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The Business Case for Preventing Ventilator-Associated Pneumonia in Pediatric Intensive Care Unit Patients
Background: A retrospective matched (1:1) case-control study was conducted to compare the financial impact and costs attributable to ventilator-associated pneumonia (VAP) in a 25-bed pediatric intensive care unit (PICU) in a 475-bed quaternary-care pediatric hospital from the perspective of multiple stakeholders, including the hospital and payors.
Methods: For PICU patients with VAP from January 1, 2005, to December 31, 2005, 13 patients were matched to 13 control patients by age, sex, severity of illness, primary diagnosis, underlying illness, surgical procedures, and duration of mechanical ventilation.
Results: The mean hospital length of stay (LOS) for VAP patients was 26.5 ± 13.1 days compared with 17.8 ± 4.7 days for non–VAP patients (p = .032). The hospital LOS attributable to VAP was 8.7 days. The mean hospital costs for VAP patients was $156,110 ± $80,688 compared with $104,953 ± $59,191 for non–VAP patients (p = 0.026). The attributable VAP costs were $51,157. After implementation of the VAP prevention bundle, VAP rates decreased from 7.8 cases per 1,000 ventilator days in fiscal year (FY) 2005 to 0.5 cases per 1,000 ventilator days in FY 2007 (VAP infections: 24 in FY 2005, 9 in FY 2006, 2 in FY 2007; p < 0.001). This reduced hospital days by 400, reduced unreimbursed cost of care by $442,789, reduced hospital costs by $2,353,222, and reduced cost to payors by $2,653,710 for FY 2006 and FY 2007 combined.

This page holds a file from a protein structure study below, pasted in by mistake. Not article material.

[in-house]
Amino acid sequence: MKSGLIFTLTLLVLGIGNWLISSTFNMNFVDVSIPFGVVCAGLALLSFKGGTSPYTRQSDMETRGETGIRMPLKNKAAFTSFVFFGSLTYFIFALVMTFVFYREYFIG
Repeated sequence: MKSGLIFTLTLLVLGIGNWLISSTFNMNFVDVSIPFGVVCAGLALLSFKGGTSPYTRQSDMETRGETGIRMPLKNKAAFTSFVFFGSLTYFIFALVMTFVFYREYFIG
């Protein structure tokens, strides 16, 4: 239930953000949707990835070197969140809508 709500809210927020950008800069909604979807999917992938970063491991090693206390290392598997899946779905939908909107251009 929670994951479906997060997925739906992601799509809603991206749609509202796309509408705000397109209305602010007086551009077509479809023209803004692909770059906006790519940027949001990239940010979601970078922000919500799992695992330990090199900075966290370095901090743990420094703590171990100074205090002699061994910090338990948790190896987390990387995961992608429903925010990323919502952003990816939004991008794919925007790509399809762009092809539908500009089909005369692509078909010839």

Discussion: This study provides the first demonstration of significant, sustained reductions in pediatric VAP rates following the implementation of the VAP prevention bundle and the first business case analysis of this pediatric-specific intervention as described from the perspective of multiple stakeholders. A return on investment may speed health care organizations' investment in patient safety and quality improvement.
Document Type: Research Article
Publication date: November 1, 2008
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Published monthly, The Joint Commission Journal on Quality and Patient Safety is a peer-reviewed publication dedicated to providing health professionals with the information they need to promote the quality and safety of health care. The Joint Commission Journal on Quality and Patient Safety invites original manuscripts on the development, adaptation, and/or implementation of innovative thinking, strategies, and practices in improving quality and safety in health care. Case studies, program or project reports, reports of new methodologies or new applications of methodologies, research studies on the effectiveness of improvement interventions, and commentaries on issues and practices are all considered.
Also known as Joint Commission Journal on Quality Improvement and Joint Commission Journal on Quality and Safety
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